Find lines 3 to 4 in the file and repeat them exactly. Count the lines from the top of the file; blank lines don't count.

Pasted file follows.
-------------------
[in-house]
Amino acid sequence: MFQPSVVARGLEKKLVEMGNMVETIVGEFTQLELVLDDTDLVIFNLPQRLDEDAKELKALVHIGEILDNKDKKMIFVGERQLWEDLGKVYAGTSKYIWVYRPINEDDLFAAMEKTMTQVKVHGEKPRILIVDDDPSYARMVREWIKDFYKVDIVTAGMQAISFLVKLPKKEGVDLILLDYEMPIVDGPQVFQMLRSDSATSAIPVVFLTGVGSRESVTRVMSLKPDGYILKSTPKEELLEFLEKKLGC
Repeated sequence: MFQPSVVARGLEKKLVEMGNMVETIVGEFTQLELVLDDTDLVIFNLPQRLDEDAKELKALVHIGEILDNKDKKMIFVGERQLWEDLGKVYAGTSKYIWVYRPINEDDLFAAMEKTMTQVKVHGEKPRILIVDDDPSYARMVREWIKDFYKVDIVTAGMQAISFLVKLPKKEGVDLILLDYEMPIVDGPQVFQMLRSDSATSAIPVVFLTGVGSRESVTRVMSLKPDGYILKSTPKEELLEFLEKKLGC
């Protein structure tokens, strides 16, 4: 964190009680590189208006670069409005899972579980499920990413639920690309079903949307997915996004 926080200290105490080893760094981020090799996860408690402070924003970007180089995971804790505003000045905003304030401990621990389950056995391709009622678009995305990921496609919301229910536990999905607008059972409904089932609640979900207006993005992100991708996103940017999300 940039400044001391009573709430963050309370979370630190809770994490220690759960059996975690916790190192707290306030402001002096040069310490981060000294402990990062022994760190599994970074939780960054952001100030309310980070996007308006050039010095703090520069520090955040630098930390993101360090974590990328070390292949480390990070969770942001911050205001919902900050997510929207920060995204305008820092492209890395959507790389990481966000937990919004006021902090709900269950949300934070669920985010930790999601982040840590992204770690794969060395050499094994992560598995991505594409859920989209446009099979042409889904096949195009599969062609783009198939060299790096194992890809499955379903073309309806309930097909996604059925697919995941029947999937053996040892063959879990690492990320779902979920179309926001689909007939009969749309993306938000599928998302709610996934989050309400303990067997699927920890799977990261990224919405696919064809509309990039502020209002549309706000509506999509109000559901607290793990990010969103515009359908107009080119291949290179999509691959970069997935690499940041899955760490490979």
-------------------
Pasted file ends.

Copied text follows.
Repeated sequence: MFQPSVVARGLEKKLVEMGNMVETIVGEFTQLELVLDDTDLVIFNLPQRLDEDAKELKALVHIGEILDNKDKKMIFVGERQLWEDLGKVYAGTSKYIWVYRPINEDDLFAAMEKTMTQVKVHGEKPRILIVDDDPSYARMVREWIKDFYKVDIVTAGMQAISFLVKLPKKEGVDLILLDYEMPIVDGPQVFQMLRSDSATSAIPVVFLTGVGSRESVTRVMSLKPDGYILKSTPKEELLEFLEKKLGC
């Protein structure tokens, strides 16, 4: 964190009680590189208006670069409005899972579980499920990413639920690309079903949307997915996004 926080200290105490080893760094981020090799996860408690402070924003970007180089995971804790505003000045905003304030401990621990389950056995391709009622678009995305990921496609919301229910536990999905607008059972409904089932609640979900207006993005992100991708996103940017999300 940039400044001391009573709430963050309370979370630190809770994490220690759960059996975690916790190192707290306030402001002096040069310490981060000294402990990062022994760190599994970074939780960054952001100030309310980070996007308006050039010095703090520069520090955040630098930390993101360090974590990328070390292949480390990070969770942001911050205001919902900050997510929207920060995204305008820092492209890395959507790389990481966000937990919004006021902090709900269950949300934070669920985010930790999601982040840590992204770690794969060395050499094994992560598995991505594409859920989209446009099979042409889904096949195009599969062609783009198939060299790096194992890809499955379903073309309806309930097909996604059925697919995941029947999937053996040892063959879990690492990320779902979920179309926001689909007939009969749309993306938000599928998302709610996934989050309400303990067997699927920890799977990261990224919405696919064809509309990039502020209002549309706000509506999509109000559901607290793990990010969103515009359908107009080119291949290179999509691959970069997935690499940041899955760490490979």